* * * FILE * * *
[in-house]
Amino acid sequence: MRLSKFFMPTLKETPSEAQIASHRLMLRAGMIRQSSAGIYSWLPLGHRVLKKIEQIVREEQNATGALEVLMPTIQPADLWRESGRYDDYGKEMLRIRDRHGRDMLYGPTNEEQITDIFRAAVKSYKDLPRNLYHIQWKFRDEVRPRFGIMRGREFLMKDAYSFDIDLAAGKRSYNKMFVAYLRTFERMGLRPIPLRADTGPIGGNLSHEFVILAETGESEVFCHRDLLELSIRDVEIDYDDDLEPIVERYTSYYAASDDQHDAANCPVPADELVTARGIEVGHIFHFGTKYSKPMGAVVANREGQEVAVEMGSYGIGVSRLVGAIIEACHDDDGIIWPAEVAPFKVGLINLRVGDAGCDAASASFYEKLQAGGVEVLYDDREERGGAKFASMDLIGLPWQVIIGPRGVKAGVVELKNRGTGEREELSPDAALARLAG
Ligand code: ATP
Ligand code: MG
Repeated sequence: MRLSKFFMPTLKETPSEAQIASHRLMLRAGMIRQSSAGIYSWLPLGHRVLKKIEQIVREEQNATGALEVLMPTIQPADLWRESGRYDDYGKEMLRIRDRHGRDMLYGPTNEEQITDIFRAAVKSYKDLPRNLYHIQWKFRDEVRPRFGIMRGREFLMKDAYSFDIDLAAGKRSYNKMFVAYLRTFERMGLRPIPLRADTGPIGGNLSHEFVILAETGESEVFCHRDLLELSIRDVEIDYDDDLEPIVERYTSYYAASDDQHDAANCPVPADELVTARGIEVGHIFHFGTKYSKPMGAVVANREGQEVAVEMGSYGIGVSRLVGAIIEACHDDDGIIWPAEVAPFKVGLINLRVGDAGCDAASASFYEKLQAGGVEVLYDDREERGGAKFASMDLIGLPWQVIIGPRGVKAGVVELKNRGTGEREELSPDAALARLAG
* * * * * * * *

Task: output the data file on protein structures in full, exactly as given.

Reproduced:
[in-house]
Amino acid sequence: MRLSKFFMPTLKETPSEAQIASHRLMLRAGMIRQSSAGIYSWLPLGHRVLKKIEQIVREEQNATGALEVLMPTIQPADLWRESGRYDDYGKEMLRIRDRHGRDMLYGPTNEEQITDIFRAAVKSYKDLPRNLYHIQWKFRDEVRPRFGIMRGREFLMKDAYSFDIDLAAGKRSYNKMFVAYLRTFERMGLRPIPLRADTGPIGGNLSHEFVILAETGESEVFCHRDLLELSIRDVEIDYDDDLEPIVERYTSYYAASDDQHDAANCPVPADELVTARGIEVGHIFHFGTKYSKPMGAVVANREGQEVAVEMGSYGIGVSRLVGAIIEACHDDDGIIWPAEVAPFKVGLINLRVGDAGCDAASASFYEKLQAGGVEVLYDDREERGGAKFASMDLIGLPWQVIIGPRGVKAGVVELKNRGTGEREELSPDAALARLAG
Ligand code: ATP
Ligand code: MG
Repeated sequence: MRLSKFFMPTLKETPSEAQIASHRLMLRAGMIRQSSAGIYSWLPLGHRVLKKIEQIVREEQNATGALEVLMPTIQPADLWRESGRYDDYGKEMLRIRDRHGRDMLYGPTNEEQITDIFRAAVKSYKDLPRNLYHIQWKFRDEVRPRFGIMRGREFLMKDAYSFDIDLAAGKRSYNKMFVAYLRTFERMGLRPIPLRADTGPIGGNLSHEFVILAETGESEVFCHRDLLELSIRDVEIDYDDDLEPIVERYTSYYAASDDQHDAANCPVPADELVTARGIEVGHIFHFGTKYSKPMGAVVANREGQEVAVEMGSYGIGVSRLVGAIIEACHDDDGIIWPAEVAPFKVGLINLRVGDAGCDAASASFYEKLQAGGVEVLYDDREERGGAKFASMDLIGLPWQVIIGPRGVKAGVVELKNRGTGEREELSPDAALARLAG